The Harlequin (Taxila haquinus haquinus)
Time passes quickly again, and the first month of 2011 is almost over. The temperate countries around the world experienced one of their worst winters in recent years, and the local climate in Singapore swings from hot, humid days to thunderstorms and miserable rainy days. Australia also experienced one of the worst floods that many people can recall. A sign of things to come with climate change and global warming? Warning signals to take note of...
The Singapore economy bounced back from the global financial crisis, and recorded an amazing 14.7% GDP growth for 2010. With the prices of housing reaching unprecedented heights and the economy heating up, the unsustainable growth is probably headed for some contraction this year. But any growth is better than none, and the economies in Asia are definitely in a better shape than those in the west.
The month of January is known for its association with the gemstone garnet. The name garnet probably came from the Middle English word gernet meaning 'dark red'. The gemstone, usually associated with its deep red colour (but the gem also comes in other colours), is the birthstone for the month of January.
"By her who in January was born
No gem save garnets shall be worn
They will ensure her constancy
True friendship and fidelity."
- Gregorian Birthstone poems
And so this month, we feature a reddish brown butterfly, the Harlequin. Belonging to the family Riodinidae, the Harlequin was first re-discovered on the military training island of Pulau Tekong in the late 1990's, but another colony of them was found in the north-western part of Singapore in a patch of forested area.
The butterfly is usually shade-loving, hopping from leaf to leaf under the heavy canopy of large trees, twisting and turning as it flits from leaf to leaf. It appears to feed on some unknown substances on moss-covered leaves. Both sexes often stop with half-open wings on the upper surfaces of leaves, and at times remain still for long periods of time unless disturbed.
The male Harlequin is brownish black above with an obscure pale reddish brown subapical patch on the forewing. A unique feature of this family of butterflies is that the males have four fully-developed legs for walking, whilst the females have all three pairs of legs fully functional.
The female is generally similarly marked like the female of the Lesser Harlequin but the whitish subapical patch on the forewing is not crossed by dark dusted veins. The upperside is patterned and coloured as on the underside, unlike the male. In both sexes, the underside is reddish brown, with outwardly pale greyish-blue edged black spots.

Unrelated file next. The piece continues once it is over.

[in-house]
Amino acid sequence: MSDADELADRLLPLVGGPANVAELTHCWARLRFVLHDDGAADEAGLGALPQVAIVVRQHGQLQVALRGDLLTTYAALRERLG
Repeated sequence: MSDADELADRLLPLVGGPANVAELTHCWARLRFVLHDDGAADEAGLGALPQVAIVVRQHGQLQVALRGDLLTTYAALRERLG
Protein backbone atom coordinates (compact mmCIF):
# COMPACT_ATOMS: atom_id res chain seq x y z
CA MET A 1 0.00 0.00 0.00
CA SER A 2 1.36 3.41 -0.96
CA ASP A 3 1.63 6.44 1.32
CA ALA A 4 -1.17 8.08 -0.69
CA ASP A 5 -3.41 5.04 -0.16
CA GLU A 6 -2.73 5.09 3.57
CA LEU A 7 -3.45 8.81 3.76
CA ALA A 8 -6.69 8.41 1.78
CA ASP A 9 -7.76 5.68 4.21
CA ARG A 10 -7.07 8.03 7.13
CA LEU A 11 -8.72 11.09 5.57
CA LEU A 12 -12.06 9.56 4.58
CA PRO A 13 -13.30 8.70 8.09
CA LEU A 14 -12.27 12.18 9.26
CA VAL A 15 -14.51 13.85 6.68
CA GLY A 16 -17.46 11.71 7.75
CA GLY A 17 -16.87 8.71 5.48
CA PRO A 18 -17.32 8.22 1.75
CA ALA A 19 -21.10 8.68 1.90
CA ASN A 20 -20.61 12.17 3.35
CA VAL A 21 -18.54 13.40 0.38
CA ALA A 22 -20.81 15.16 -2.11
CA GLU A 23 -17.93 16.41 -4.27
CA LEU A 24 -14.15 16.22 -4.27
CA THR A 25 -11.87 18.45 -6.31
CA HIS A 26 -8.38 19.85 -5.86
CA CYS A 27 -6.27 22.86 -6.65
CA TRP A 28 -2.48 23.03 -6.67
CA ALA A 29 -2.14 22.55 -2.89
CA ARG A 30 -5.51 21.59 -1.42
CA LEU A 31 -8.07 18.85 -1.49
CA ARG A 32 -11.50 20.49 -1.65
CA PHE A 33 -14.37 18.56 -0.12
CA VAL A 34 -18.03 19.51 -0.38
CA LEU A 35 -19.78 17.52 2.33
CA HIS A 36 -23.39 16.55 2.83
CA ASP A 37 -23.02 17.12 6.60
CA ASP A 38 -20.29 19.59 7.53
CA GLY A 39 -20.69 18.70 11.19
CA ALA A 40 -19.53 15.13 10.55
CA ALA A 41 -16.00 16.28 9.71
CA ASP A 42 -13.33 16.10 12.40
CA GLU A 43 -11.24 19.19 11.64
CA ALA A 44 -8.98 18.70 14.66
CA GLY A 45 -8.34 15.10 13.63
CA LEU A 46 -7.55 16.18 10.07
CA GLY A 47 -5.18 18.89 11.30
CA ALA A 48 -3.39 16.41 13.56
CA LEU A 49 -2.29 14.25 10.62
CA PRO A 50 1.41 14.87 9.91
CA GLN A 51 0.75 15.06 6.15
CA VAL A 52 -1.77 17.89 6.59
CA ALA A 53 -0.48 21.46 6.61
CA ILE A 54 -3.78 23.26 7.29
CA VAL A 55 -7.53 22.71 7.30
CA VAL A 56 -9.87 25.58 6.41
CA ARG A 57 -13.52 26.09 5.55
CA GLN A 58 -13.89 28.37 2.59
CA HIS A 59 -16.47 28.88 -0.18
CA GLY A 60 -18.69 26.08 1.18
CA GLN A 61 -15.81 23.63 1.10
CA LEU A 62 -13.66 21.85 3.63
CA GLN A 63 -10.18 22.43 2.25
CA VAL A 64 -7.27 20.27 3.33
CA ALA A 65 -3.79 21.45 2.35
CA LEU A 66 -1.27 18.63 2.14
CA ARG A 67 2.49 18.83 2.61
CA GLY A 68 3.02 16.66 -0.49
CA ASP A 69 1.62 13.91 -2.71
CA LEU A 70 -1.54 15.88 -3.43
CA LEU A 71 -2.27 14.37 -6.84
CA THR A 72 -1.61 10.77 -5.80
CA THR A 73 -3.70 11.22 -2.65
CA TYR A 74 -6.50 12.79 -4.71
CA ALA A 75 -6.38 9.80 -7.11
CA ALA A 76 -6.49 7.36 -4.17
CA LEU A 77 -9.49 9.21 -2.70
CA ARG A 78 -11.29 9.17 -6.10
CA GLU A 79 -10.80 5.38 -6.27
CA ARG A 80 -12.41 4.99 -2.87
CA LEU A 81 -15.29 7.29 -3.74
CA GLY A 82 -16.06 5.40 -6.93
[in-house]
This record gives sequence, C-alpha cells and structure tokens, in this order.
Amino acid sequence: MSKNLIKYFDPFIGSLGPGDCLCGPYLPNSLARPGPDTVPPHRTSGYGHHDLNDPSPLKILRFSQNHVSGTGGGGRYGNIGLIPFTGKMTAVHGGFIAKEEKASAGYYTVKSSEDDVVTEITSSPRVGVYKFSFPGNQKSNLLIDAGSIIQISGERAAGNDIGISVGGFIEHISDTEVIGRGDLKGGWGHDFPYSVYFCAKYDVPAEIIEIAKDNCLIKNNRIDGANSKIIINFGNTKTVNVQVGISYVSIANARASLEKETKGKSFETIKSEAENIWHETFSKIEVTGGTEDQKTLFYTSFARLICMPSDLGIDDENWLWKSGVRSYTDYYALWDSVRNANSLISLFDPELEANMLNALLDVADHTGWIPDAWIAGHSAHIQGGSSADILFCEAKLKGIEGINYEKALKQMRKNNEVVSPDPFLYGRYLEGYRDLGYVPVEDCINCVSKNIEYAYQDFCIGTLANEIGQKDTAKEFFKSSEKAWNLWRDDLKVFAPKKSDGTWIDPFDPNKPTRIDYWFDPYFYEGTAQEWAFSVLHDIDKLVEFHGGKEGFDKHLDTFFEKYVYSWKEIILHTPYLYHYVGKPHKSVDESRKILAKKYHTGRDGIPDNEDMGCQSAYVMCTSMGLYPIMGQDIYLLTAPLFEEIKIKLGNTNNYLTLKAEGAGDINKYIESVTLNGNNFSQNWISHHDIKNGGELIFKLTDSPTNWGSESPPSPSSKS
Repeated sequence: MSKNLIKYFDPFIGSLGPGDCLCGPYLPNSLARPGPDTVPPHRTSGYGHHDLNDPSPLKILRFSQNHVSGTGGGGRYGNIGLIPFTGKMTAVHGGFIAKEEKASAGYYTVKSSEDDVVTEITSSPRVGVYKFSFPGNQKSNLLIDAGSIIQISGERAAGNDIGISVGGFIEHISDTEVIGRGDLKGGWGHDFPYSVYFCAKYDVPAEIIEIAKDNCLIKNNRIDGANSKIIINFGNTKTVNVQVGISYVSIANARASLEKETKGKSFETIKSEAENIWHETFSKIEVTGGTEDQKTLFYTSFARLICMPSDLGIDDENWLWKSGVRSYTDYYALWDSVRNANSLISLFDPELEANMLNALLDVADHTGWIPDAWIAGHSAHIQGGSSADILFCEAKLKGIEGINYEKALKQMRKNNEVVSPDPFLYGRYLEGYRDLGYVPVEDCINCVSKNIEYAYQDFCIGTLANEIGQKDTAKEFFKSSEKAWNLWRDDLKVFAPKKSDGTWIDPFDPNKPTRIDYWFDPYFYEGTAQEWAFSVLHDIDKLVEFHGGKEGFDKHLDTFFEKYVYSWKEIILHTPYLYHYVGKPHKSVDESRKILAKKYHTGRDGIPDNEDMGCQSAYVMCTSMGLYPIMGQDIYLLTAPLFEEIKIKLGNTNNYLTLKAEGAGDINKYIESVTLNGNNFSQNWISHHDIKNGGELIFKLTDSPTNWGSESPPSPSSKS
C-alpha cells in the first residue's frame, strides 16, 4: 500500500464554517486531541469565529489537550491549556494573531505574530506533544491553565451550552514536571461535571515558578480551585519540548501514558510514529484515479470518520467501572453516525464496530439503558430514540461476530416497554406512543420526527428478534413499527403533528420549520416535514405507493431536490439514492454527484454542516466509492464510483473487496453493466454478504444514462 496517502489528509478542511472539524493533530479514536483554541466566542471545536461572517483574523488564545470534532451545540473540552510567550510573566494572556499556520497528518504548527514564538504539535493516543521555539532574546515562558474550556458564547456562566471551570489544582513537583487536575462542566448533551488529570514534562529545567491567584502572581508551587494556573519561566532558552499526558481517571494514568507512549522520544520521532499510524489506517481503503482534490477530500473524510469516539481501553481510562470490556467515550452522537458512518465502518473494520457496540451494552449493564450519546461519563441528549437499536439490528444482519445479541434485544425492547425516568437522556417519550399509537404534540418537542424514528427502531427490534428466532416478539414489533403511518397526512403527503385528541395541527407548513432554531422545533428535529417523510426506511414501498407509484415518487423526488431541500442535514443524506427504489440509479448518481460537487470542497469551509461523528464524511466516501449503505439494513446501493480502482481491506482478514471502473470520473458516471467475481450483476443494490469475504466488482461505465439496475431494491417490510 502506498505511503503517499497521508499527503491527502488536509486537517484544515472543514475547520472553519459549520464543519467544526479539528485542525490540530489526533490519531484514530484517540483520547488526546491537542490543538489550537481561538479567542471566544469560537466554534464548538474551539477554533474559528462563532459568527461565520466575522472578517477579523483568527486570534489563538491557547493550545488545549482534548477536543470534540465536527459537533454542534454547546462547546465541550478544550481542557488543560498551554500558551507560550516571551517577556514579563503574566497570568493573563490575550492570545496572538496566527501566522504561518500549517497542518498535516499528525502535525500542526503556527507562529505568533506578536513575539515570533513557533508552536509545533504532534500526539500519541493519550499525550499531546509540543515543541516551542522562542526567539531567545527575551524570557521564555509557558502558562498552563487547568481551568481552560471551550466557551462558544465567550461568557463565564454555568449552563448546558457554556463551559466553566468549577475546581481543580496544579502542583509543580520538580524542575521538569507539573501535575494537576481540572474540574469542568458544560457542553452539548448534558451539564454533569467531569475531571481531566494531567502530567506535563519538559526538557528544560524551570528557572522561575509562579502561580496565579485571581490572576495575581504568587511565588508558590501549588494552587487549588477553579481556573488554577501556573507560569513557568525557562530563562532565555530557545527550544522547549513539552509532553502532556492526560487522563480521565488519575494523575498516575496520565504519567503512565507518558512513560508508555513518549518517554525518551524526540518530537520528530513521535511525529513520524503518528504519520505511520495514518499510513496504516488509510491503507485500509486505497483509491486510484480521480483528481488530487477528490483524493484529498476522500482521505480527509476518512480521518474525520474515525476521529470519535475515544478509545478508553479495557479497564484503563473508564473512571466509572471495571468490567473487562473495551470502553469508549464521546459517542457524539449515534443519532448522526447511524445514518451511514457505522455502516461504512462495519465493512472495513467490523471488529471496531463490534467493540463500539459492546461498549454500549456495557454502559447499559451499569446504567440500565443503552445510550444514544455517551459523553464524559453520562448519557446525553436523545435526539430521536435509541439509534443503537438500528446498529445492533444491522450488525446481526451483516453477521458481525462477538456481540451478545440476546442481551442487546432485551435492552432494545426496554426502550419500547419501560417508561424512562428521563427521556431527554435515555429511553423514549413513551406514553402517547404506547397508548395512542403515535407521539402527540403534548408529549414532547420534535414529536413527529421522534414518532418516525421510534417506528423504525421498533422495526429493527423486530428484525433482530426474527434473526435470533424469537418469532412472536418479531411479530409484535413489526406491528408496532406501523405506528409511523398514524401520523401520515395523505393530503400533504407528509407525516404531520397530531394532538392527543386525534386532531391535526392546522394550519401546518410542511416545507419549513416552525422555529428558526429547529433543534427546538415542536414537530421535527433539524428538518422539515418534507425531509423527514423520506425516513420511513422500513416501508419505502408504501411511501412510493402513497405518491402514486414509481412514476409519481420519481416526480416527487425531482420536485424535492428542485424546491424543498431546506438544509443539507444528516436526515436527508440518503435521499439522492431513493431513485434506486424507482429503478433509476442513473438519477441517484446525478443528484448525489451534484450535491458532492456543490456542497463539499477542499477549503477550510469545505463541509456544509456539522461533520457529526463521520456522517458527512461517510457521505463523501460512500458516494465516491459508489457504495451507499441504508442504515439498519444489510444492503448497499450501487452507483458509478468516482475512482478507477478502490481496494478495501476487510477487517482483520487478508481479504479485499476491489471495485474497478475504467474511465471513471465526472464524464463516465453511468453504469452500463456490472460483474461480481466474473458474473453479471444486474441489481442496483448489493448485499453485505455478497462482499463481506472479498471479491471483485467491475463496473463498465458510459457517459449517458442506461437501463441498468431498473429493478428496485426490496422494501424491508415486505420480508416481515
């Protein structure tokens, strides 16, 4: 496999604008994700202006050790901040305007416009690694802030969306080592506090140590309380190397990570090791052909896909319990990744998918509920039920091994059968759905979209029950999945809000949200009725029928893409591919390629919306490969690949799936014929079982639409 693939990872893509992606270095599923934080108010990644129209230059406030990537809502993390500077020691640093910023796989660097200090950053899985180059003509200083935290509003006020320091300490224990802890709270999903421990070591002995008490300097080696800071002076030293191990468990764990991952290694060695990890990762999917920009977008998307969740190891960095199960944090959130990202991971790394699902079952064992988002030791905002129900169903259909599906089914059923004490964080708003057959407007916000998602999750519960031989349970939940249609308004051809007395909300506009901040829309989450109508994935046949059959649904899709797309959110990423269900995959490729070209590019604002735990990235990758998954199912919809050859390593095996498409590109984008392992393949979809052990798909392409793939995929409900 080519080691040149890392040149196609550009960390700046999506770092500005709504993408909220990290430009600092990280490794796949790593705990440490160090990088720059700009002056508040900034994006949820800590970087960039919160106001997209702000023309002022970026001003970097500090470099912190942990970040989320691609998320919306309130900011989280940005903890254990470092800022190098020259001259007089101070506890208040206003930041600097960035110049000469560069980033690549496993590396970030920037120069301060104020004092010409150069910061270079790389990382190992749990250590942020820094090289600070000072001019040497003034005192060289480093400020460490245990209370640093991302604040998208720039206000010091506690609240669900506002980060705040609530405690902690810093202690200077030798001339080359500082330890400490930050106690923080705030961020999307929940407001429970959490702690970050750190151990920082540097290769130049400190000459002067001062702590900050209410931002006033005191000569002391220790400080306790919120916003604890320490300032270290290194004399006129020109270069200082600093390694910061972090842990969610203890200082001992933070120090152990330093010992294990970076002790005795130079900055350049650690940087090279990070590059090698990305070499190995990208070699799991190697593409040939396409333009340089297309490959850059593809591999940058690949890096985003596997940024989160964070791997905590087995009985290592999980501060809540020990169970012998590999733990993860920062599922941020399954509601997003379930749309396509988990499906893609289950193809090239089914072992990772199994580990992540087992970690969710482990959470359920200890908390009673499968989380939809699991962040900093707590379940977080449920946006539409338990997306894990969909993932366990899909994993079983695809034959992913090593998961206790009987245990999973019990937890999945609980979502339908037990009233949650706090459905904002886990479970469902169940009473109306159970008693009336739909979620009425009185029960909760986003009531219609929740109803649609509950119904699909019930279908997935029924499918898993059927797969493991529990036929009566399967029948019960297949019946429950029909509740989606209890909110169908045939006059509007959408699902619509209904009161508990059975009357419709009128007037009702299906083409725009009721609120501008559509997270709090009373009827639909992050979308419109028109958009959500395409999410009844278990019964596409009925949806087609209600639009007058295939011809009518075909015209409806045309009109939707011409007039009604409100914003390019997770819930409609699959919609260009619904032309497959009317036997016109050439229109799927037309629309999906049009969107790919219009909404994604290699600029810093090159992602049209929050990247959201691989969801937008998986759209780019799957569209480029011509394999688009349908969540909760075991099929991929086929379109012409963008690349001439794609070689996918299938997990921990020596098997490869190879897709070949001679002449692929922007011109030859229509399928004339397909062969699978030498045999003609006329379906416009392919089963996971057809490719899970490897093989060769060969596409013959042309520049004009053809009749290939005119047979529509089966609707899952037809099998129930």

The upperside of the female Harlequin (top shot) and hte male Harlequin (bottom shot)
The unfortunate thing about the location for this moderately rare species, is that the site where they are usually found in numbers, is slated for the redevelopment of a CleanTech Park. Ironical, that the site stands as an example of a "green and sustainable" development masterplan, but may effectively wipe out this species from Singapore, if this is the last known colony of the Harlequin on the main island.
However, as pragmatic Singaporeans always take such interventions into Mother Nature's creations in their stride, there is little that can be done to stop the engines of progress, but to make all attempts to translocate the Harlequin to other hopefully similar habitats where it can thrive.
Several translocation attempts have proven futile or with very dubious success and this is probably the Harlequin's last stand as the site where they are always found, is right in the path of a road widening project to serve the CleanTech Park. A final attempt at translocation will probably be attempted before the site becomes a pristine tarmac-ed lane for the future road.
Will this be one of the last few times that this pretty "Metalmark" be seen in Singapore? Will all these photographs by ButterflyCircle members be all that remain for future generations of nature enthusiasts and butterfly lovers to see? We certainly hope not.
Text by Khew SK ; Photos by Sunny Chir, Chng CK, Federick Ho, Khew SK, Koh CH, Loke PF, Anthony Wong & Benjamin Yam
Further Reading :
In the United States the Xeres Blue butterfly became extinct after a parking lot was constructed on it's home area. It would be no less of a loss for Singapore to lose this beautiful creature for the sake of a road. Thank you for this posting. Perhaps it will stir some interest in Singapore's natural beauty and the importance of saving these treasures for future generations. William B. Folsom
Thanks, Bill. Let's hope that the species will survive elsewhere. It can also be found in Malaysia, so unlike the Xerces butterfly, we won't expect the Harlequin to go extinct just yet! :)
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